In the webinar, you’ll hear from a panel of experts on a range of topics including:

  • The importance of cultural fit in your supplier relationships;
  • If sustainability, social value and fair working practices are becoming more prominent for procurement;
  • What your suppliers are looking for in your organisation; and
  • How to start the conversation in your organisation to move away from just cost and quality criteria.

FAQs

Is the Critical Factors webinar available to anyone?

Absolutely! Anyone & everyone can register for the webinar and it won’t cost you a penny to do so. Simply sign up here.

How do I listen to the Critical Factors webinar?

Simply sign up here and you’ll be able to listen to the on-demand. 

Help – I can’t make it to the live-stream of the webinar!

No problem! If you can’t make the live-stream you can catch up whenever it suits you. We’ll be making it available on Procurious soon after the event (and will be sure to send you a link) so you can listen at your leisure!

Can I ask the speakers a question during the Critical Factors For Selecting Your Suppliers webinar?

If you’d like to ask one of our speakers a question please submit it via the Discussion Board on Procurious and we’ll do our very best to ensure it gets answered for you.

Don’t Miss Out!

This webinar promises to provide a fascinating insight for all procurement professionals into the Critical Factors you should be considering in supplier selection.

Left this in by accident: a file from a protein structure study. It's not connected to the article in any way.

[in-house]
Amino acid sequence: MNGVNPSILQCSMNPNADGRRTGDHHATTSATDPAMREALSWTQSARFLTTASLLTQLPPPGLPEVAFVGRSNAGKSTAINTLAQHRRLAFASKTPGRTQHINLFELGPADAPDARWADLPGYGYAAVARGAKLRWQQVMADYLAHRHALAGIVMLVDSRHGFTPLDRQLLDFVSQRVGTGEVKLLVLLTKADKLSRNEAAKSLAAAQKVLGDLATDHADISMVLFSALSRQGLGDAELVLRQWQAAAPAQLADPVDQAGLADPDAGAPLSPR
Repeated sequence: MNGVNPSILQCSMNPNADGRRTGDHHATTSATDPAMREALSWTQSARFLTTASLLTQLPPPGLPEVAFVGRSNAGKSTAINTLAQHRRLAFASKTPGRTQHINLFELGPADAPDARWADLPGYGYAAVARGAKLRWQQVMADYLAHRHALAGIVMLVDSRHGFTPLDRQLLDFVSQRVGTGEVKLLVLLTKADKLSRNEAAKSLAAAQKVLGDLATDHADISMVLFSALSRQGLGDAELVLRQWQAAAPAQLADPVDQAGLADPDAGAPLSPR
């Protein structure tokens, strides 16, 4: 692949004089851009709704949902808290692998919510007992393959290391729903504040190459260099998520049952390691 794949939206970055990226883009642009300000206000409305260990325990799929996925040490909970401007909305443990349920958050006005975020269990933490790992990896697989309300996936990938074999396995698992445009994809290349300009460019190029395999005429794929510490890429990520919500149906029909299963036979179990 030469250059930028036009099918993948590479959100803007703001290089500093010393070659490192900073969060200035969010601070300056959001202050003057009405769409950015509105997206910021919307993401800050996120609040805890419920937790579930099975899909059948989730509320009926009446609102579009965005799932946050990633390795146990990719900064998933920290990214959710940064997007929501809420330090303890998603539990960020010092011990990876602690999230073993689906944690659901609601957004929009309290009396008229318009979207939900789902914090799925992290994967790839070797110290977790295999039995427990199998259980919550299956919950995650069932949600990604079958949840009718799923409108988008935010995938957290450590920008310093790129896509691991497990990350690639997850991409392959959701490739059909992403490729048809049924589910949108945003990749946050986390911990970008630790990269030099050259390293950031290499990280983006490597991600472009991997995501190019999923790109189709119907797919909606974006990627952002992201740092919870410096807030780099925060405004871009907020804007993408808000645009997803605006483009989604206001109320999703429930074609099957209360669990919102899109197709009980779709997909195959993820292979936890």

Make sure you don’t miss out by signing up today!

Creating a Strategic Procurement Function

Procurement’s Change Makers – The challenges of creating a strategic procurement function in a diverse investment company in the Middle East.

This article is part of the Future Purchasing ‘Change Makers’ series.

Cory Thwaites - Strategic ProcurementIn the second in our series of articles profiling procurement’s ‘Change Makers’, we spoke to Cory Thwaites, Executive Director of Procurement for Tecom Group, the leading  developer and operator of free zone business parks providing a home in Dubai for over 4,600 businesses & representing a total workforce of 74,000.

Cory shares his experience in the changes needed to create a strategic procurement function within this diverse, capital intensive and services orientated organisation.

Lack of Strategic Procurement

I joined Tecom Group, which is part of Dubai Holdings in April 2015. The procurement team size had dropped by 30 per cent with no clear procurement procedures or process in place. In fact, only one person had any formal procurement experience. Each individual handled purchasing, negotiation and order placement, so there was no specialisation or delegation of duties.